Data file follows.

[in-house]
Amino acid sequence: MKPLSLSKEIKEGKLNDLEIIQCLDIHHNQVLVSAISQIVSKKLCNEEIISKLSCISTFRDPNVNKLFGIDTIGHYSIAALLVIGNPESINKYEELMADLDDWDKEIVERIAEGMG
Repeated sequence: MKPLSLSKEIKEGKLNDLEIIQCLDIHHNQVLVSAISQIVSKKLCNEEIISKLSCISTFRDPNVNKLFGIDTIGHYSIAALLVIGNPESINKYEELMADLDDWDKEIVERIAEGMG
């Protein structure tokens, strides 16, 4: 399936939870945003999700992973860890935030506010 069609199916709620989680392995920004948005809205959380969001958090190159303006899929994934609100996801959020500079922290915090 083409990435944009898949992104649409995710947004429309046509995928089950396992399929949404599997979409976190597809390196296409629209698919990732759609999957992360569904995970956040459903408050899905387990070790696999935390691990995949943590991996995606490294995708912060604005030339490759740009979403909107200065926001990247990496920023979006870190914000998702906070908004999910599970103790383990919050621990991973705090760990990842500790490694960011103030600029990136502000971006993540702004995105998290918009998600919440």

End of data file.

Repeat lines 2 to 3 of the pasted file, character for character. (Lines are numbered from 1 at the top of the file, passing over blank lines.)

Amino acid sequence: MKPLSLSKEIKEGKLNDLEIIQCLDIHHNQVLVSAISQIVSKKLCNEEIISKLSCISTFRDPNVNKLFGIDTIGHYSIAALLVIGNPESINKYEELMADLDDWDKEIVERIAEGMG
Repeated sequence: MKPLSLSKEIKEGKLNDLEIIQCLDIHHNQVLVSAISQIVSKKLCNEEIISKLSCISTFRDPNVNKLFGIDTIGHYSIAALLVIGNPESINKYEELMADLDDWDKEIVERIAEGMG